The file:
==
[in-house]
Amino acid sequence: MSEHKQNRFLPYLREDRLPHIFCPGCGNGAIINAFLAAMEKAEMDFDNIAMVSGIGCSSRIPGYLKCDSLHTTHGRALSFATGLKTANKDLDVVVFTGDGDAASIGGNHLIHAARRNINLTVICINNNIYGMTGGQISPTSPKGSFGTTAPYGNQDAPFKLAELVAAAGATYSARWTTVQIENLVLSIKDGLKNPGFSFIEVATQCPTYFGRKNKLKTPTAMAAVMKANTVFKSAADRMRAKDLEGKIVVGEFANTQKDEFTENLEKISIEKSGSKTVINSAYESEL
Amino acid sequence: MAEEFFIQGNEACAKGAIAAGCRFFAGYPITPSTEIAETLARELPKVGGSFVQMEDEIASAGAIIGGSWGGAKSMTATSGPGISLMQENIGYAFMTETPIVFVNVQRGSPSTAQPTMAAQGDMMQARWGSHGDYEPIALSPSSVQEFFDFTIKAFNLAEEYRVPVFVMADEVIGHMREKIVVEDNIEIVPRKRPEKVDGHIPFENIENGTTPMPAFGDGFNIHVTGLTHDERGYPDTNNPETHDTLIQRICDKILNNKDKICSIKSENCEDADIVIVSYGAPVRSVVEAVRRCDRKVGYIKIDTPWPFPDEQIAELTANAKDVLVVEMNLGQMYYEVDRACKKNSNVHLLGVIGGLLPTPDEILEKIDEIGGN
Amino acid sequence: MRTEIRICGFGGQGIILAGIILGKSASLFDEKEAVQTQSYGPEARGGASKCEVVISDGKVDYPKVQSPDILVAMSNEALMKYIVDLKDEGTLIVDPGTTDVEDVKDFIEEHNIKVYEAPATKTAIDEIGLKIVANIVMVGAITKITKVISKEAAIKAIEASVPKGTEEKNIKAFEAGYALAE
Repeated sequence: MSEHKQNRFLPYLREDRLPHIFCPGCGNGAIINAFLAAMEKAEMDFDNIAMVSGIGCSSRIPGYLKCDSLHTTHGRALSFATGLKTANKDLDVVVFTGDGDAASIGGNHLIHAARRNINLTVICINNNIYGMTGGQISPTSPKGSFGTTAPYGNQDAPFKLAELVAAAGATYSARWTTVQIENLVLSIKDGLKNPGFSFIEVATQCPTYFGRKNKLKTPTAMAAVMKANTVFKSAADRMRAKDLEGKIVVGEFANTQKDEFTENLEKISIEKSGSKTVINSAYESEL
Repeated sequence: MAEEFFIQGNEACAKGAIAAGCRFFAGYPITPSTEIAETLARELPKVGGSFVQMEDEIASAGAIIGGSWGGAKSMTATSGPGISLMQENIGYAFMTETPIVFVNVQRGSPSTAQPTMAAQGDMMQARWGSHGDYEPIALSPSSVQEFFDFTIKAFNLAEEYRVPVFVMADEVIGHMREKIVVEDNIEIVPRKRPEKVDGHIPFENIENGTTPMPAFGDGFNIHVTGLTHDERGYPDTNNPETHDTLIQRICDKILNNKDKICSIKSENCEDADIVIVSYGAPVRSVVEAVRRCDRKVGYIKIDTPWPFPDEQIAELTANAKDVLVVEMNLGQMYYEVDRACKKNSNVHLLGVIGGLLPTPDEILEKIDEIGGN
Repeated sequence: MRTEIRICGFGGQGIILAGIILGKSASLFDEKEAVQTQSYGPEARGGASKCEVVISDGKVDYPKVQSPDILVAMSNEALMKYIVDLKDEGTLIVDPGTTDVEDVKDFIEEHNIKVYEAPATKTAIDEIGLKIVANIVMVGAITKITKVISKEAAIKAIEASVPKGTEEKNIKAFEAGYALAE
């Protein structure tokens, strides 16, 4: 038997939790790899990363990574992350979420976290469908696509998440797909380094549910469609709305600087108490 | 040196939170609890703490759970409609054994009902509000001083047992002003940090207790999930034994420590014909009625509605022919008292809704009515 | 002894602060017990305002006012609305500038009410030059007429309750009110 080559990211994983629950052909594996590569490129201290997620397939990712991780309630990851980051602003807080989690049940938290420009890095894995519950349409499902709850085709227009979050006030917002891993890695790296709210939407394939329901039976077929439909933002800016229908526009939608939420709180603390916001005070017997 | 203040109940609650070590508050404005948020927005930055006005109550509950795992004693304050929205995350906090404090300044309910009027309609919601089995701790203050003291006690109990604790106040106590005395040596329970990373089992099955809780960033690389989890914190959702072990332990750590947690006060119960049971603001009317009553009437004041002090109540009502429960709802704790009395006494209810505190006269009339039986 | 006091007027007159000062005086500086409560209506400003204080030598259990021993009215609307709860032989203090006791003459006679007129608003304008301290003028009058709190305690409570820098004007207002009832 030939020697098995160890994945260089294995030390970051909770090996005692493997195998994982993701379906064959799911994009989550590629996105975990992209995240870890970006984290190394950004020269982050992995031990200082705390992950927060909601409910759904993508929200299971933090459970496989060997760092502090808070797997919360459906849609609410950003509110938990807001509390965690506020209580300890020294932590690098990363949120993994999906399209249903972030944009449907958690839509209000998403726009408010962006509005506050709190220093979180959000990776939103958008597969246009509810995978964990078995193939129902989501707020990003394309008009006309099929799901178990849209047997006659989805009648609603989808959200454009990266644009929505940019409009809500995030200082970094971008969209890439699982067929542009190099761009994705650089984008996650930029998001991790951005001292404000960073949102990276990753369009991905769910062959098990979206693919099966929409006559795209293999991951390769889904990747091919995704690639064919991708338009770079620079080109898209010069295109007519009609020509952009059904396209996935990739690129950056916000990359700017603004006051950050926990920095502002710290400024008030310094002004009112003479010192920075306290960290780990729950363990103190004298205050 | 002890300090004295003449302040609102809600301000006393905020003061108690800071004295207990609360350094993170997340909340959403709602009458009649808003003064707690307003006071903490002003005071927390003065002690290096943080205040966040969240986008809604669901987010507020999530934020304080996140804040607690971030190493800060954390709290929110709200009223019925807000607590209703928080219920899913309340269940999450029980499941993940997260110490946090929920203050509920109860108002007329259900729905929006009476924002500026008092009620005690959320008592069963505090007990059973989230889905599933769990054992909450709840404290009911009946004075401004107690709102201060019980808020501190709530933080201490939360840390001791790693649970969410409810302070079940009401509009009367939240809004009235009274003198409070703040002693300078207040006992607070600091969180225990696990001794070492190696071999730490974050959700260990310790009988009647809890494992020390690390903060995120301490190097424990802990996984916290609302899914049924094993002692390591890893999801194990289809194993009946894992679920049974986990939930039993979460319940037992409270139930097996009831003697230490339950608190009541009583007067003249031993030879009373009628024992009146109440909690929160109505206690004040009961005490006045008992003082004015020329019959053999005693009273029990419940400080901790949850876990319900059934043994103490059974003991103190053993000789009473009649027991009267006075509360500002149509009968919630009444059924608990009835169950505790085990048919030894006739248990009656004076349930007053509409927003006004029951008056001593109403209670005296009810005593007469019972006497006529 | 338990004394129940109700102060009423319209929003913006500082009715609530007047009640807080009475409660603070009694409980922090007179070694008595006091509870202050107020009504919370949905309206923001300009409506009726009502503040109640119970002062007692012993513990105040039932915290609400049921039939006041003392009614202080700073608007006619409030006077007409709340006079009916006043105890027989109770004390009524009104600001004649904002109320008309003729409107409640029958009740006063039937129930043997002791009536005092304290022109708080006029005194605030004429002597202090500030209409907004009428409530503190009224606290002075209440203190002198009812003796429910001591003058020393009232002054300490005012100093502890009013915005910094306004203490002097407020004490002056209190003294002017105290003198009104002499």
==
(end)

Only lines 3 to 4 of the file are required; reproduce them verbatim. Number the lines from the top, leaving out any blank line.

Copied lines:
Amino acid sequence: MAEEFFIQGNEACAKGAIAAGCRFFAGYPITPSTEIAETLARELPKVGGSFVQMEDEIASAGAIIGGSWGGAKSMTATSGPGISLMQENIGYAFMTETPIVFVNVQRGSPSTAQPTMAAQGDMMQARWGSHGDYEPIALSPSSVQEFFDFTIKAFNLAEEYRVPVFVMADEVIGHMREKIVVEDNIEIVPRKRPEKVDGHIPFENIENGTTPMPAFGDGFNIHVTGLTHDERGYPDTNNPETHDTLIQRICDKILNNKDKICSIKSENCEDADIVIVSYGAPVRSVVEAVRRCDRKVGYIKIDTPWPFPDEQIAELTANAKDVLVVEMNLGQMYYEVDRACKKNSNVHLLGVIGGLLPTPDEILEKIDEIGGN
Amino acid sequence: MRTEIRICGFGGQGIILAGIILGKSASLFDEKEAVQTQSYGPEARGGASKCEVVISDGKVDYPKVQSPDILVAMSNEALMKYIVDLKDEGTLIVDPGTTDVEDVKDFIEEHNIKVYEAPATKTAIDEIGLKIVANIVMVGAITKITKVISKEAAIKAIEASVPKGTEEKNIKAFEAGYALAE